To novatus on anger



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SENECA (c. 1 BC – AD 65)



A selection from On Anger

TO NOVATUS ON ANGER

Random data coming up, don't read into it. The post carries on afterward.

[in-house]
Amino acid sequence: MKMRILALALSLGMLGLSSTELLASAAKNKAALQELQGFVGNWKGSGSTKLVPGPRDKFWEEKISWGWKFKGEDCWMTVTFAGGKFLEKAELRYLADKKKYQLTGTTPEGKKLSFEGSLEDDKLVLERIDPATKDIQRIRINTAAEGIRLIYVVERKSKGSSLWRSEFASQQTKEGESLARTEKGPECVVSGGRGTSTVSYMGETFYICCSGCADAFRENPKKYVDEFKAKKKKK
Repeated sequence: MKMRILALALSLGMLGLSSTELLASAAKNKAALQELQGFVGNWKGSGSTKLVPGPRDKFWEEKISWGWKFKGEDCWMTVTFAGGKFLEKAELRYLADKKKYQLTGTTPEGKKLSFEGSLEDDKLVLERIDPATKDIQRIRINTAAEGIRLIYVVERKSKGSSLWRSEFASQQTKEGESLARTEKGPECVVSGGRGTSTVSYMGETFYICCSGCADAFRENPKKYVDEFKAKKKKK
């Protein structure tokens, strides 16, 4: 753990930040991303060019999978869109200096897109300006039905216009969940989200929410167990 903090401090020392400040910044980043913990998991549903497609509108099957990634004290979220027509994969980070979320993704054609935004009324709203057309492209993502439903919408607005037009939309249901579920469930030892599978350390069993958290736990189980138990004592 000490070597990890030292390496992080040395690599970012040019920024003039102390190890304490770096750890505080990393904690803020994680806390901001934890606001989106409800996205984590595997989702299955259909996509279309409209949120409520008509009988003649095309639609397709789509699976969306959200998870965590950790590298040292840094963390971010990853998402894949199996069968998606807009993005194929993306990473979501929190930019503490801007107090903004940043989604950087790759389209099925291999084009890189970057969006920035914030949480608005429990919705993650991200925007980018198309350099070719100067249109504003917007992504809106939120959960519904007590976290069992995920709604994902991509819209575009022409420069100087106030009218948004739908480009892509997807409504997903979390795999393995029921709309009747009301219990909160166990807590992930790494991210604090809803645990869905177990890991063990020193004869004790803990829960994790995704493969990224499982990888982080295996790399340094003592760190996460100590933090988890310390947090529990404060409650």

You have importuned me, Novatus, to write on the subject of how anger may be allayed, and it seems to me that you had good reason to fear in an especial degree this, the most hideous and frenzied of all the emotions. For the other emotions have in them some element of peace and calm, while this one is wholly violent and has its being in an onrush of resentment, raging with a most inhuman lust for weapons, blood, and punishment, giving no thought to itself if only it can hurt another, hurling itself upon the very point of the dagger, and eager for revenge though it may drag down the avenger along with it. Certain wise men, therefore, have claimed that anger is temporary madness. For it is equally devoid of self- control, forgetful of decency, unmindful of ties, persistent and diligent in whatever it begins, closed to reason and counsel, excited by trifling causes, unfit to discern the right and true - the very counterpart of a ruin that is shattered in pieces where it overwhelms. But you have only to behold the aspect of those possessed by anger to know that they are insane. For as the marks of a madman are unmistakable - a bold and threatening mien, a gloomy brow, a fierce expression, a hurried step, restless hands, an altered colour, a quick and more violent breathing - so likewise are the marks of the angry man; his eyes blaze and sparkle, his whole face is crimson with the blood that surges from the lowest depths of the heart, his lips quiver, his teeth are clenched, his hair bristles and stands on end, his breathing is forced and harsh, his joints crack from writhing, he groans and bellows, bursts out into speech with scarcely intelligible words, strikes his hands together continually, and stamps the ground with his feet; his whole body is excited and "performs great angry threats"; it is an ugly and horrible picture of distorted and swollen frenzy -you cannot tell whether this vice is more execrable or more hideous. Other vices may be concealed and cherished in secret; anger shows itself openly and appears in the countenance, and the greater it is, the more visibly it boils forth. Do you not see how animals of every sort, as soon as they bestir themselves for mischief, show premonitory signs, and how their whole body, forsaking its natural state of repose, accentuates their ferocity? Wild boars foam at the mouth and sharpen their tusks by friction, bulls toss their horns in the air and scatter the sand by pawing, lions roar, snakes puff up their necks when they are angry, and mad dogs have a sullen look. No animal is so hateful and so deadly by nature as not to show a fresh access of fierceness as soon as it is assailed by anger. And yet I am aware that the other emotions as well are not easily concealed; that lust and fear and boldness all show their marks and can be recognized beforehand. For no violent agitation can take hold of the mind without affecting in some way the countenance. Where, then, lies the difference? In this - the other emotions show, anger stands out.